Lactose Intolerance Leads to Low Vitamin D Levels
Research reveals that people genetically intolerant to lactose have lower blood levels of vitamin D than the general population.
Researchers at the University of Toronto have determined individuals who are genetically intolerant to lactose have comparably lower levels of vitamin D than the rest of the population. Lactose is the primary sugar in dairy products.
About the Study
Ahmed El-Sohemy, a University of Toronto professor of nutrition within the Faculty of Medicine department authored the study along with Ohood Alharbi. Alharbi is a PhD candidate at the University of Toronto's department of nutritional science. The study examined nearly 1,500 Canadian men and women of varying ethnicities. Lactose intolerance was found across people in all ethnic groups. However, the largest percentage of lactose intolerant individuals is amongst those with East Asian heritage. Study details will be published in an upcoming edition of Journal of Nutrition.
A Closer Look at the Findings
The research team determined those with a gene linked to lactose intolerance ate less dairy products than individuals who lacked the variation of the gene. This gene is referred to as "LCT". Lactose intolerant individuals also had comparably low levels of vitamin D in their blood. This should not come as a major surprise as most dairy products are fortified with the vitamin. The vast majority of people do not get enough of the vitamin from other nutritional sources or through exposure to the sun. Therefore, dairy products are fortified with the vitamin in an effort to boost health.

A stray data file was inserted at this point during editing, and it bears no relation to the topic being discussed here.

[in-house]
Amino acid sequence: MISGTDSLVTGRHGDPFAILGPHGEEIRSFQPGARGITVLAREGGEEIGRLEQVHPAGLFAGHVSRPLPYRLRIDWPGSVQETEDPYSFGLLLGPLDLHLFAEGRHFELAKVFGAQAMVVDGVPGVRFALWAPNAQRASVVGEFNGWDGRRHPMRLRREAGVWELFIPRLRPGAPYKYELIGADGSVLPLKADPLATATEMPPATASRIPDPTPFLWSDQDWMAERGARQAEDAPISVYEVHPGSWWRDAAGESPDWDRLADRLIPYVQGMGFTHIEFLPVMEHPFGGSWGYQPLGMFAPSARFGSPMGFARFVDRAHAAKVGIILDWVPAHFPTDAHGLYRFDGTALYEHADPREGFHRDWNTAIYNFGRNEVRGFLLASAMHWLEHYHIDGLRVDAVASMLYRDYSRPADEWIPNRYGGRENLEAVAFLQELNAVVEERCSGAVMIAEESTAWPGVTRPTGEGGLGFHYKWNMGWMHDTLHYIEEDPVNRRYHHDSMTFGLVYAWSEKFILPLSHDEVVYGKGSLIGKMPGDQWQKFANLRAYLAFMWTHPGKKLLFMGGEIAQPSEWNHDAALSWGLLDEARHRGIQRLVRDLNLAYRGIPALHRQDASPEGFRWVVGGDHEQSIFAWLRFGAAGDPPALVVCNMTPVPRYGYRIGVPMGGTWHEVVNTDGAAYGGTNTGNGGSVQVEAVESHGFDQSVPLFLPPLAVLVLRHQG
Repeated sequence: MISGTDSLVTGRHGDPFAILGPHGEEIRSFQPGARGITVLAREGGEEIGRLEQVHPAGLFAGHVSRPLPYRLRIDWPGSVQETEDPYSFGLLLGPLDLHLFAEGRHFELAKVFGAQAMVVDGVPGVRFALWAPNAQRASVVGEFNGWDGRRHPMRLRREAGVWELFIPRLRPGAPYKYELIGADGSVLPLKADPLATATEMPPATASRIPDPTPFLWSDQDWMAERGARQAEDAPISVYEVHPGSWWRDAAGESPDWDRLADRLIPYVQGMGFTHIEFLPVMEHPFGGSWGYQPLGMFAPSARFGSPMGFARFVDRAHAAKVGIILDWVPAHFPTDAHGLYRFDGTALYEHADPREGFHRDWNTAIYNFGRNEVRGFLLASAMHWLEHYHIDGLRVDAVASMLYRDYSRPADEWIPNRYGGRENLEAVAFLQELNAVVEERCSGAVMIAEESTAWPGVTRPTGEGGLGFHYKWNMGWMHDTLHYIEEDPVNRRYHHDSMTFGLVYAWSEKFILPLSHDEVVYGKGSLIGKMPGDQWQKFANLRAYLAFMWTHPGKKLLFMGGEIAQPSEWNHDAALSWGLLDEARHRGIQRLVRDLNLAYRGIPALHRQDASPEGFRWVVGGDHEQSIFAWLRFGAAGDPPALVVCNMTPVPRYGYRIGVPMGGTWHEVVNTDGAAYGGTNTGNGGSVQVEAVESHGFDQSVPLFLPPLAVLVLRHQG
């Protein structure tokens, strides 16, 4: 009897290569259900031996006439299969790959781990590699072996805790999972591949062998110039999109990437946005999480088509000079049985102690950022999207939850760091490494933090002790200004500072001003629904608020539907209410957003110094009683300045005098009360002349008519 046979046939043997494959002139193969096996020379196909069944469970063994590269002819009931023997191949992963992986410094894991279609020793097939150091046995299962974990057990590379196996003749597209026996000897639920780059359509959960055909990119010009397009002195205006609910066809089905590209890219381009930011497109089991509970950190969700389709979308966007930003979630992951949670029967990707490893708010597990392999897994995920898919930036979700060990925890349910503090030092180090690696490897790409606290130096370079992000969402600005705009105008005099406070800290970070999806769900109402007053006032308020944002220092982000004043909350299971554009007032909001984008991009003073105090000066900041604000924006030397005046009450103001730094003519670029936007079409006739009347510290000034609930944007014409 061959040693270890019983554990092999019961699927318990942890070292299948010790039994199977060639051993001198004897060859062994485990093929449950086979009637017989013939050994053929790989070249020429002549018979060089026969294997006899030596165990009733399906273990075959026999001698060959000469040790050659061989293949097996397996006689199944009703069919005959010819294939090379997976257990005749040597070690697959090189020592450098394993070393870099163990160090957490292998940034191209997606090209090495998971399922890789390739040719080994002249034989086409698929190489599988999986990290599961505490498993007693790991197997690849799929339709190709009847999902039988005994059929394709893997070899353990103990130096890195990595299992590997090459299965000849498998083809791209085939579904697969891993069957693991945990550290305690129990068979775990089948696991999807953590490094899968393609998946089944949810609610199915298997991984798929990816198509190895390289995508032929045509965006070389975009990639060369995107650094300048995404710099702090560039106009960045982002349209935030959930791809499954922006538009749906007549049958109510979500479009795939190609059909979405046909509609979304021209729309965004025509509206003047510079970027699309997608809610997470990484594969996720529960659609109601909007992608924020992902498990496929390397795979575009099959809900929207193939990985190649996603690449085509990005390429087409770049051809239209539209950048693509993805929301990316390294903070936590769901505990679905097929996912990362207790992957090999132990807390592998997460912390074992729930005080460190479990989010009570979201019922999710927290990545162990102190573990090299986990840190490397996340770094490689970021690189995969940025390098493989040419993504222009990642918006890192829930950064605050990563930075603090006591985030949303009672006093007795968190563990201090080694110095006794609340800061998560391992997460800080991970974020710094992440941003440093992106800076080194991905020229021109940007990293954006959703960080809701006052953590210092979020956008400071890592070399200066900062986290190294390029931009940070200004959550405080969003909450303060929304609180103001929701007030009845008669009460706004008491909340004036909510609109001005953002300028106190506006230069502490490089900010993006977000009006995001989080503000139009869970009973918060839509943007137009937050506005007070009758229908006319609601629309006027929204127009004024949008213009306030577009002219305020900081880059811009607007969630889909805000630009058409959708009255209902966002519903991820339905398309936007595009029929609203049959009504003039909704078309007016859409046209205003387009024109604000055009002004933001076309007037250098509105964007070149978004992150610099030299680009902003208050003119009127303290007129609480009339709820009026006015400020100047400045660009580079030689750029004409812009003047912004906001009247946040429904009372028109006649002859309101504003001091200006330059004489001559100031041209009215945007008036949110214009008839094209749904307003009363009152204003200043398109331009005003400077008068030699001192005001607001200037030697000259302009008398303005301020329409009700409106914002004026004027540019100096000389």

The research team was not surprised that lactose intolerant individuals consumed less dairy. However, they were surprised that these individuals failed to compensate by supplementing or eating other foods fortified with vitamin D.
Why the Findings are Important
The study results make the case to heighten awareness amongst those who limit their dairy consumption due to lactose intolerance. These individuals must be proactive in their push to obtain ample vitamin D from fortified foods such as select brands of orange juice. These individuals can also obtain vitamin D from dairy products that do not contain lactose.
The research team confirmed prior findings that individuals who have the gene that causes lactose intolerance are shorter than those who lack the gene. This confirmation indicates insufficient intake of this vital nutrient hinders bone growth. The researchers also found that individuals with one (as opposed to two) copies of the variant were impacted by lactose intolerance. However, they were affected to a lesser degree. This finding suggests genetic classifications and clinical definitions of lactose intolerance can be widened.
Ohood Alharbi et al. Lactose Intolerance (-13910C>T) Genotype Is Associated with Plasma 25-Hydroxyvitamin D Concentrations in Caucasians: A Mendelian Randomization Study, The Journal of Nutrition (2017). DOI: 10.3945/jn.116.246108